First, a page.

Brothers In The East: The Need to Aid Ukraine

Walking through Philadelphia and its neighborhoods, you’ll come across many different people made up of an array of different races and ethnicities. As you walk through Northeast Philly, you’ll take notice of a unique section of buildings, cathedrals that look as if they’ve come from a different time, and shops and businesses that have been there since the 1800s. It’s here you’ll find the bulk of the Ukrainian population of Philadelphia. 

Unfortunately for those Ukrainians living in Philadelphia, they are forced to cope with the reality that their countrymen are fighting miles away for their right to exist, and are subjected every day to hearing people say that their kin doesn’t deserve aid in their fight.

In 2022, on the 24th of February, after months of build-up on the border with Russia, Ukraine was beset by Russian troops, entering the country under the guise of a “special military operation” in order to “denazify” the country and protect the “independent nations” of Donetsk and Luhansk in the Donbas region of the country. The war began with the unrelenting shelling of civilian centers such as Kyiv in the earliest days, with other cities, such as Odesa and Lviv, also suffering.

Kyviv under fire

While support for Ukraine started strong, recent trends have not been kind. Whether or not you attribute this to the nature of media coverage of tragedies, or a more sinister attempt to quell support for Ukraine, it cannot be argued that many have begun to cool on support for Ukraine. 

Many Republican politicians most notably have become critical of US aid to Ukraine.Representative Majorie Taylor Greene, for example, wrote on Twitter that “The only border that [Democrats] care about is Ukraine, not America’s southern border.” On average, US support for Ukrainian refugees has decreased since the start of the war, among other changes in overall support. 

Due to waning media coverage, people believe that the war has begun dying down. However, the reality is far from being so kind. Shelling still continues to this day, with recent bombings in the city of Kramatorsk leading to countless casualties and untold amounts of damage to the city. 

Fortunately, support has far from completely died down for the war-torn nation. 

This brings us back to the Philadelphia area. The city has heavy ties to the Ukrainian community, being home to the second-largest Ukrainian population in the country. After the invasion began, rallies were held in the city in an attempt to raise awareness and fundraise money to send to Ukraine. Many who attended these rallies expressed their desire to support their country no matter what, such as Ukrainian immigrant Max Koshel, who says, “I can’t be back home shooting Russians, so this is the only thing I can do.”

Pro-Ukraine rally in Philadelphia

This support continues strong to this day, with Ukrainians in the city still holding rallies and fundraisers in an attempt to support their comrades fighting overseas. Many are even personally lending aid in the field, volunteering to join the Ukrainian army in their fight to defend their home.

Holy Family University has also devoted time to fundraising for Ukraine. On top of efforts to raise money for the country, the university has also provided services for Ukrainian refugees, offering an English Language class for those that desire it. Much of the university’s support for Ukraine stems from the connection between Holy Family and the war-torn country.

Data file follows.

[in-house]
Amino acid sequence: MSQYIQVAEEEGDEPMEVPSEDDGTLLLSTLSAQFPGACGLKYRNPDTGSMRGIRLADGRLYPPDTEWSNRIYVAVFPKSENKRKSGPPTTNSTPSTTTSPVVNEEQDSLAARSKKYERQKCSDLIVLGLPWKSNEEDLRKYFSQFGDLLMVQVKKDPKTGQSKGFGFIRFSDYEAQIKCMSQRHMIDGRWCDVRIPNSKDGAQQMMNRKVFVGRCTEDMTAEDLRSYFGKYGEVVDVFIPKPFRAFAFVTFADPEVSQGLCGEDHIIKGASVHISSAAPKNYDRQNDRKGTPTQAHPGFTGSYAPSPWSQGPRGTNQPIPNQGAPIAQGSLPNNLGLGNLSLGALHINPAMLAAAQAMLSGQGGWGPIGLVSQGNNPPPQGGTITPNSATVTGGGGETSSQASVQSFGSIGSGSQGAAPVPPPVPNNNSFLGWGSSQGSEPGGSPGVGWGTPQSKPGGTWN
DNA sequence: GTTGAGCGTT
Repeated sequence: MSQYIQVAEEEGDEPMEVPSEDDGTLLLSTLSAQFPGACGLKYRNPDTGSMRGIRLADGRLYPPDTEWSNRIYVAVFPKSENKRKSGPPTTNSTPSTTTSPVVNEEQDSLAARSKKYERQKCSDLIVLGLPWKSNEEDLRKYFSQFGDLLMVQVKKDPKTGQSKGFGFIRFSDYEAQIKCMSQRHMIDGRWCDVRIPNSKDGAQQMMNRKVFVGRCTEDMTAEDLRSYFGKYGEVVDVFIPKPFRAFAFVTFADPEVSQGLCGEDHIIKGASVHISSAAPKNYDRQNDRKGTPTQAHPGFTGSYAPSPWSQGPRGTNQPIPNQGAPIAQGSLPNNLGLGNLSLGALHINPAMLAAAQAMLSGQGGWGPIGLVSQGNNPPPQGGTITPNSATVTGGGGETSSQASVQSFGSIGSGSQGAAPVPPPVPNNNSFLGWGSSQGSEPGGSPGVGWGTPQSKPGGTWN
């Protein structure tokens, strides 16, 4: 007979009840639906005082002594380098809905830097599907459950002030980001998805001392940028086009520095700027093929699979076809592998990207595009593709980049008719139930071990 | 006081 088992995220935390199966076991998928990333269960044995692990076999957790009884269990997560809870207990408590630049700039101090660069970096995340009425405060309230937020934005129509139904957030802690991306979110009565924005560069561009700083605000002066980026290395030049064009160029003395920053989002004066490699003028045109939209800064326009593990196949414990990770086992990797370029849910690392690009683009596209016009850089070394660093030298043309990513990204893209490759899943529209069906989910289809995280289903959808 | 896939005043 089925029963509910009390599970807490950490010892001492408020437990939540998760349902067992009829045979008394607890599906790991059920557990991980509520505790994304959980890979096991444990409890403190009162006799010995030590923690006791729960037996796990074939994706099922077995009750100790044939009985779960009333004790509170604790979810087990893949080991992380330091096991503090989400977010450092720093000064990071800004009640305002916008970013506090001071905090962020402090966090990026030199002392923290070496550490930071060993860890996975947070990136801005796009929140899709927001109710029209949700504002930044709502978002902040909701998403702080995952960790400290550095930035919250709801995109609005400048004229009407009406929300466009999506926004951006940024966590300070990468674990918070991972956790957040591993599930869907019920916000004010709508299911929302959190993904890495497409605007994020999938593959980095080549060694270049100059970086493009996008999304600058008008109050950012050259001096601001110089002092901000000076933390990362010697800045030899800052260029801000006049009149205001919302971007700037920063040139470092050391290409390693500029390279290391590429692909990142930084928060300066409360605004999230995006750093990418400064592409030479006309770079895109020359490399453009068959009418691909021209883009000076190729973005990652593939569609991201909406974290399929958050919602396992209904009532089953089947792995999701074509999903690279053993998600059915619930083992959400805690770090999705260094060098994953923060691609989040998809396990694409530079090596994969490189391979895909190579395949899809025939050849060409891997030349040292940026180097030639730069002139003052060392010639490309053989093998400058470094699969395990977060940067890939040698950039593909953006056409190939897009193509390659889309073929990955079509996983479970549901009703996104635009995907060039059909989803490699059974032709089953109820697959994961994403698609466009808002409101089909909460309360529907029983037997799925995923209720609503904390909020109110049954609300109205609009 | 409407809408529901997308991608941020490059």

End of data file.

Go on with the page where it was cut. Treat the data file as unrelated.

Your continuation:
It cannot be stressed enough the importance of continuing our support of Ukraine. Even disregarding the significance of fighting in the name of territorial integrity, sovereignty, and democracy, it would be an absolute disservice to the vibrant Ukrainian community in our city if we were to diminish or withdraw our support of Ukraine 

The roots of the Ukrainian community in Philadelphia trace all the way back to the end of the 19th century, when Jewish immigrants from Ukraine, then part of the Russian Empire, immigrated to the United States, arriving in Philadelphia. Many of these immigrants went on to become crucial parts of the community, founding many churches that still stand today.

So many of the over 60,000 Ukrainians living in the Philadelphia area even today have direct ties to Ukraine, whether it be through a family member, or being an immigrant from the country, which has been in turmoil since the removal of their pro-Russian president in 2014.

This partially fuels my reasoning for writing this article. Since even before Russia formally invaded the country, I’ve been strongly in support of Ukraine. I’ve spent much of my time tracking this invasion, as Ukrainian citizens put their life on the line in the name of their freedom. I’ve watched as people like Majorie Taylor Greene and Matt Gaetz continually post their disdain for aiding Ukraine. In writing this article, I hope to overshadow this disregard for human life and promote a people defending their lives.

Volodymr Zelensky, president of Ukraine, speaks to US Congress

These people are our brothers, sisters, neighbors, teachers, our friends. They live their lives every day knowing that their home is currently under siege and fighting a power that, by the day, shows more and more the depths of their cruelty, and the extent they would go to to see their home erased from the map. Yet they still fight. They protest, they rally, they fundraise, and they do everything in their power to support their home from abroad.